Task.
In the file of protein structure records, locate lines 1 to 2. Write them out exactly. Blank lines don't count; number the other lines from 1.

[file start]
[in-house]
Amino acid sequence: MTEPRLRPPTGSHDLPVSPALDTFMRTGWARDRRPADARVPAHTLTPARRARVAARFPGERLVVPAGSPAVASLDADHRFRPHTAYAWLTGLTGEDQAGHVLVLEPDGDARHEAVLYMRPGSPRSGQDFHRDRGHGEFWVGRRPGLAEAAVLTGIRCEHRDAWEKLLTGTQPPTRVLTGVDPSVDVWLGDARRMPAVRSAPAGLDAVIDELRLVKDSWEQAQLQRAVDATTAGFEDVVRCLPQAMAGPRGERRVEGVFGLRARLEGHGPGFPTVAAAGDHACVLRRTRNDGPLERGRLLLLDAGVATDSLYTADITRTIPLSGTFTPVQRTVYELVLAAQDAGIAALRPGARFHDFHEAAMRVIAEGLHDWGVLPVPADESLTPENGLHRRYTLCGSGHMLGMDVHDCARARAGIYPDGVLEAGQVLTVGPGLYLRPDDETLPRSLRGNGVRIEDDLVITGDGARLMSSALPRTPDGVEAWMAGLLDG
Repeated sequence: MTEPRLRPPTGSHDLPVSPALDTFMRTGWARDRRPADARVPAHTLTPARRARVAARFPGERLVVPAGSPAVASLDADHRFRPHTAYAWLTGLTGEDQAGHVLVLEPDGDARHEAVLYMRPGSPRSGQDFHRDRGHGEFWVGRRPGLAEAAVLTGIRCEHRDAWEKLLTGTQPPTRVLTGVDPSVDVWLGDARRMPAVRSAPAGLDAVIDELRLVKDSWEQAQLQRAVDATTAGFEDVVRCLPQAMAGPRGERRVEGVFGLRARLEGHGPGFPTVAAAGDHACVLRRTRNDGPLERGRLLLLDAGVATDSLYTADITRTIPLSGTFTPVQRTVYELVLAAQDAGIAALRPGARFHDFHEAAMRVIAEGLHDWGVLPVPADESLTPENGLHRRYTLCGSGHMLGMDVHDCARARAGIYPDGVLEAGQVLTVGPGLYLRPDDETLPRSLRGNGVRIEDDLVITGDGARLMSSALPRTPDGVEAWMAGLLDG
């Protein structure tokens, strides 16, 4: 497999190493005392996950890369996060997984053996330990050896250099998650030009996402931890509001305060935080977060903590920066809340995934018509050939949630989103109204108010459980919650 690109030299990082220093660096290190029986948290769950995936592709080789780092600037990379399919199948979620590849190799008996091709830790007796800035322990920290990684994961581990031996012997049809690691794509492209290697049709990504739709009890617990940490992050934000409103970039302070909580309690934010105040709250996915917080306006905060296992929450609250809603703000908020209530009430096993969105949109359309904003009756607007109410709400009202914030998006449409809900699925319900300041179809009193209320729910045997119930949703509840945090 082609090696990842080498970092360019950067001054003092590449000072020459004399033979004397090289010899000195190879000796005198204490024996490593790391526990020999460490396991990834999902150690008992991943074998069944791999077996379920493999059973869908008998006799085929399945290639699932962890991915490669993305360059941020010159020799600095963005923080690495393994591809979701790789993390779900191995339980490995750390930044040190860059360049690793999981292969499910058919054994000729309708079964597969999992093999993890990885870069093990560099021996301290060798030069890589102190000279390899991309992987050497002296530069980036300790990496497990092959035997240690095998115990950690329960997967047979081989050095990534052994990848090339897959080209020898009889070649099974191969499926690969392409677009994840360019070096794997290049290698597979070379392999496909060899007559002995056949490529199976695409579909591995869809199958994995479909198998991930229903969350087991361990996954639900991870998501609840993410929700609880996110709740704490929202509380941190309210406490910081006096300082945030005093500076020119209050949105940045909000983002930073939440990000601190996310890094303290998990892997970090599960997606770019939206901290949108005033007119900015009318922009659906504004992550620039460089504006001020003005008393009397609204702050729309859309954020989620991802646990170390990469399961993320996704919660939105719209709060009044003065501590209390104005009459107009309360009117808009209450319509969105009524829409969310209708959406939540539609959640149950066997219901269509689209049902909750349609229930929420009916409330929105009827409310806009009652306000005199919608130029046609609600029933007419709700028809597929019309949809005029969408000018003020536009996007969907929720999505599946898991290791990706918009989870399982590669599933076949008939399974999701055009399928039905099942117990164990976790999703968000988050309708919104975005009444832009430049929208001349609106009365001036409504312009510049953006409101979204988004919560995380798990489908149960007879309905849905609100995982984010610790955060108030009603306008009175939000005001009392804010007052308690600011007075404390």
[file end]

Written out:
[in-house]
Amino acid sequence: MTEPRLRPPTGSHDLPVSPALDTFMRTGWARDRRPADARVPAHTLTPARRARVAARFPGERLVVPAGSPAVASLDADHRFRPHTAYAWLTGLTGEDQAGHVLVLEPDGDARHEAVLYMRPGSPRSGQDFHRDRGHGEFWVGRRPGLAEAAVLTGIRCEHRDAWEKLLTGTQPPTRVLTGVDPSVDVWLGDARRMPAVRSAPAGLDAVIDELRLVKDSWEQAQLQRAVDATTAGFEDVVRCLPQAMAGPRGERRVEGVFGLRARLEGHGPGFPTVAAAGDHACVLRRTRNDGPLERGRLLLLDAGVATDSLYTADITRTIPLSGTFTPVQRTVYELVLAAQDAGIAALRPGARFHDFHEAAMRVIAEGLHDWGVLPVPADESLTPENGLHRRYTLCGSGHMLGMDVHDCARARAGIYPDGVLEAGQVLTVGPGLYLRPDDETLPRSLRGNGVRIEDDLVITGDGARLMSSALPRTPDGVEAWMAGLLDG